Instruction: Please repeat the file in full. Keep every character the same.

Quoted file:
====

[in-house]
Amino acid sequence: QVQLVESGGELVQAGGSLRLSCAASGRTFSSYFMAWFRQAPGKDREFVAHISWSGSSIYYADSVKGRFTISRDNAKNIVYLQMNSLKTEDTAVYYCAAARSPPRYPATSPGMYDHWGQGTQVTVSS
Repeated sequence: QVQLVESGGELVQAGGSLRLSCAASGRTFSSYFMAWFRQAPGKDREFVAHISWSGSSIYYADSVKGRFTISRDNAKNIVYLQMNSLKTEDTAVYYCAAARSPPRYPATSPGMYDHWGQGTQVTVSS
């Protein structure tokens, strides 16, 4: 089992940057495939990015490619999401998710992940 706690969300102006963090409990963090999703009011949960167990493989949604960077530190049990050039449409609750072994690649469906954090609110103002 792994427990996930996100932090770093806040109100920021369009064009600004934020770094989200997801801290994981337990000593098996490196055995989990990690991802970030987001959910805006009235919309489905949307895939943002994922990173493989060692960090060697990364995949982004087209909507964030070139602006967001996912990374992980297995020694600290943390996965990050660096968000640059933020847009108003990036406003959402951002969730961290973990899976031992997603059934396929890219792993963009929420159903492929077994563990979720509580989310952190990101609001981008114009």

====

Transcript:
[in-house]
Amino acid sequence: QVQLVESGGELVQAGGSLRLSCAASGRTFSSYFMAWFRQAPGKDREFVAHISWSGSSIYYADSVKGRFTISRDNAKNIVYLQMNSLKTEDTAVYYCAAARSPPRYPATSPGMYDHWGQGTQVTVSS
Repeated sequence: QVQLVESGGELVQAGGSLRLSCAASGRTFSSYFMAWFRQAPGKDREFVAHISWSGSSIYYADSVKGRFTISRDNAKNIVYLQMNSLKTEDTAVYYCAAARSPPRYPATSPGMYDHWGQGTQVTVSS
């Protein structure tokens, strides 16, 4: 089992940057495939990015490619999401998710992940 706690969300102006963090409990963090999703009011949960167990493989949604960077530190049990050039449409609750072994690649469906954090609110103002 792994427990996930996100932090770093806040109100920021369009064009600004934020770094989200997801801290994981337990000593098996490196055995989990990690991802970030987001959910805006009235919309489905949307895939943002994922990173493989060692960090060697990364995949982004087209909507964030070139602006967001996912990374992980297995020694600290943390996965990050660096968000640059933020847009108003990036406003959402951002969730961290973990899976031992997603059934396929890219792993963009929420159903492929077994563990979720509580989310952190990101609001981008114009």